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Soy-Based School Lunches Lower Kids' Fat Intake

Friday April 13, 2001

NEW YORK (Reuters Health) - Schools that substitute soy protein for beef, pork and turkey appear to make the grade when it comes to students' health, results of a study suggest.

According to the report in the April issue of the Journal of the American Dietetic Association, reducing the meat-based portion of school lunches by 30% and adding a soy protein reduced the amount of calories, fat and saturated fat students consumed.

``The addition of soy protein to lower the fat and saturated fat content of entrees would be one strategy for improving the nutritional quality of school lunches,"" Joan M. Thomas, a nutritionist at the University of South Carolina in Columbia, South Carolina, and Dr. Susan F. Lutz from the University of Missouri-Columbia, write.

The researchers reduced the meat content and added soy protein to 132 different lunch selections--including sloppy joes, lasagna, pizza, and tuna and ham salad--in elementary schools.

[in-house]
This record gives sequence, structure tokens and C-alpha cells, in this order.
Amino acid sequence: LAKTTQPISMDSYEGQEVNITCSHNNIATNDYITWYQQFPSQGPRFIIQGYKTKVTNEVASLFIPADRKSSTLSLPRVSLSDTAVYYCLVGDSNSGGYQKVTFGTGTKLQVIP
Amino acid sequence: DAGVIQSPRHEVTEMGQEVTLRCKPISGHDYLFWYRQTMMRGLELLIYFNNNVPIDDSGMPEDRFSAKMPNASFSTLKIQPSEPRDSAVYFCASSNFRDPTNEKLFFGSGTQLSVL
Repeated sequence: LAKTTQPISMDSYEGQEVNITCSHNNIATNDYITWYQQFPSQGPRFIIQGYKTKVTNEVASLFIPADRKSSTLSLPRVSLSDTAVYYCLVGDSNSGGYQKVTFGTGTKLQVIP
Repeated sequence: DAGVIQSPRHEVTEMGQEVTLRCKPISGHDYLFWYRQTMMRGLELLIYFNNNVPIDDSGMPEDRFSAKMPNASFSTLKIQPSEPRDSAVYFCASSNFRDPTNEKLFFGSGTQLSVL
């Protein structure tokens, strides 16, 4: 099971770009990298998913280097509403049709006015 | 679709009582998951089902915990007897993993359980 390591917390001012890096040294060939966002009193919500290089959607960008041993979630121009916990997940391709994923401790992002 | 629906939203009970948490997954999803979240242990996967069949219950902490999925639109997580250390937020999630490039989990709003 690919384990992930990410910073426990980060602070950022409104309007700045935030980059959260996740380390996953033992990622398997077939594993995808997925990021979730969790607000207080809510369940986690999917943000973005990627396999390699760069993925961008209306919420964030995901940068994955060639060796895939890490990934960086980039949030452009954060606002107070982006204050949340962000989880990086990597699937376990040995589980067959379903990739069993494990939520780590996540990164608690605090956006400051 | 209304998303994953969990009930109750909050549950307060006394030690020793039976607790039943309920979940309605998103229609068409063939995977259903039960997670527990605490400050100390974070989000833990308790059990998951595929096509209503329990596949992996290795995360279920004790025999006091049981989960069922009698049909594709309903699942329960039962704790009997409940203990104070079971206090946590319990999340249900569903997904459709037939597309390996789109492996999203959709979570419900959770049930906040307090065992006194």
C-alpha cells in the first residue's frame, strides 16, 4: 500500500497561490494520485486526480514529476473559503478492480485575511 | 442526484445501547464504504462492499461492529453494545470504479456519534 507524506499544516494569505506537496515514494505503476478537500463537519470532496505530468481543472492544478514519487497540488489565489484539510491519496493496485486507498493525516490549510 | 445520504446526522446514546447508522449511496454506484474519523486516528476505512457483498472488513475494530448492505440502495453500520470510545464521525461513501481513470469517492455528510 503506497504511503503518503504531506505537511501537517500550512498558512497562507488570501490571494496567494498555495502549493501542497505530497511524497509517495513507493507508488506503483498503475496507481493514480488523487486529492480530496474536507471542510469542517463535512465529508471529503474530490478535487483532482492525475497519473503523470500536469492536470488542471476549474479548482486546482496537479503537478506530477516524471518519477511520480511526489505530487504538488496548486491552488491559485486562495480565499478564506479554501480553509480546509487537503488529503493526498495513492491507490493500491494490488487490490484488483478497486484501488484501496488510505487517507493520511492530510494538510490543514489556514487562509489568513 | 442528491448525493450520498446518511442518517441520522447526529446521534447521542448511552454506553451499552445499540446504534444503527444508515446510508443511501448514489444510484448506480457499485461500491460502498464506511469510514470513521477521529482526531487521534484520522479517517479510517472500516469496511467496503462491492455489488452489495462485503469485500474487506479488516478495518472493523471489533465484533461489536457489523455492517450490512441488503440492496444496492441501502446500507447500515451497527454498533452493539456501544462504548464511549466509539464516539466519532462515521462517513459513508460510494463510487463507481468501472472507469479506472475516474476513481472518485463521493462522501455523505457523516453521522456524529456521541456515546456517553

The average number of calories and grams of fat declined the most in the pork, beef and turkey lunches. Grams of saturated fat were reduced the most in beef and pork lunches. Cholesterol fell by an average of 9 to 15 milligrams in all lunches while amounts of protein remained almost the same.

Before the soy substitute was added, chicken entrees had the least calories, fat and saturated fat. Pork and turkey dishes had the highest number of calories, fat and cholesterol. Chicken and pork lunches had the lowest protein levels while the one turkey entree included in the study had the most protein.

Thomas and Lutz note that the US Department of Agriculture, which oversees the federal school lunch program, limited soy protein substitution at 30% for entrees at the time of the study. New regulations allow schools to include entrees that consist entirely of soy protein.

``Soy protein use may now have even greater impact because regulations no longer limit the amount of soy protein that can be used in school lunches,"" the authors conclude.

SOURCE: Journal of the American Dietetic Association 2001;101:461-463.

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